Fullerton answered that the increasing loss of life was devastating in a number of LTC homes back then. She said LTC homes were being monitored daily and there was “a whole team of people assessing the homes in terms of their risk” and that staffing shortage was becoming more acute.

She said the teams consisted of labour ministry inspectors, public health staff, and long-term care ministry inspectors all monitoring what was going on. Fullerton said it required the ministries to move quickly, and they understood the need for urgency, but Fullerton said in some cases they “just couldn’t move fast enough for COVID.”

Moments later Fullerton said she wanted to clarify her statement to say that the decision to ask for help from Canadian military medical professionals involved several ministries and government agencies.

“There was a multitude of people involved,” said Fullerton.

Fullerton was also asked about the statements that indicated that residents died of “neglect,” partly as the result of not being adequately fed or given enough fluids to drink.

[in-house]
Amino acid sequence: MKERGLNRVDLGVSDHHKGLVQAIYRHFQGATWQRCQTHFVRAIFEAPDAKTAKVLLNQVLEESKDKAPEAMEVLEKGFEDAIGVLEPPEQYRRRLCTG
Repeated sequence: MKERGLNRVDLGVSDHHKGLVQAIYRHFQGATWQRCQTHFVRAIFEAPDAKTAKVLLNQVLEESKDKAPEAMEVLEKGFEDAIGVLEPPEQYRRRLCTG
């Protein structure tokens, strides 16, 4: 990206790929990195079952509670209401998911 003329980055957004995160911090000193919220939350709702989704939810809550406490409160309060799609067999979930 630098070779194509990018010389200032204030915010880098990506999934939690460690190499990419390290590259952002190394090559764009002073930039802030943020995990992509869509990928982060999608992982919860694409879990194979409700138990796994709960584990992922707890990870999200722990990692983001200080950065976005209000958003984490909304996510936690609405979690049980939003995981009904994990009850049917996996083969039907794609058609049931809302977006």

On Page 150 of the Commission report, mention was made on the neglect issue:

“It was noted by ACCT [augmented civilian care team] that 26 residents died due to dehydration prior to the arrival of the CAF (Canadian Armed Forces) team due to the lack of staff to care for them. They died when all they needed was ‘water and a wipe down’,” said the report.

“The ACCT Team reported that there had been resident deaths due to dehydration and malnourishment. The ACCT stated that in their time there, the LTCF management is non-existent and that they should be on-site daily, but are not. The ACCT did note that the condition of the residents has improved dramatically since the CAF Teams arrival.”

Page 169 of the Commission report further outlined some of the comments of neglect:

“The Commission repeatedly heard that the inadequate numbers of staff had a direct impact on staff’s ability to practise effective IPAC (Infection Prevention and Control) and to meet the basic needs of residents, including hydration, nutrition, hygiene and human interaction. Apart from fatalities due to COVID-19, residents died as a result of neglect due to staff shortages.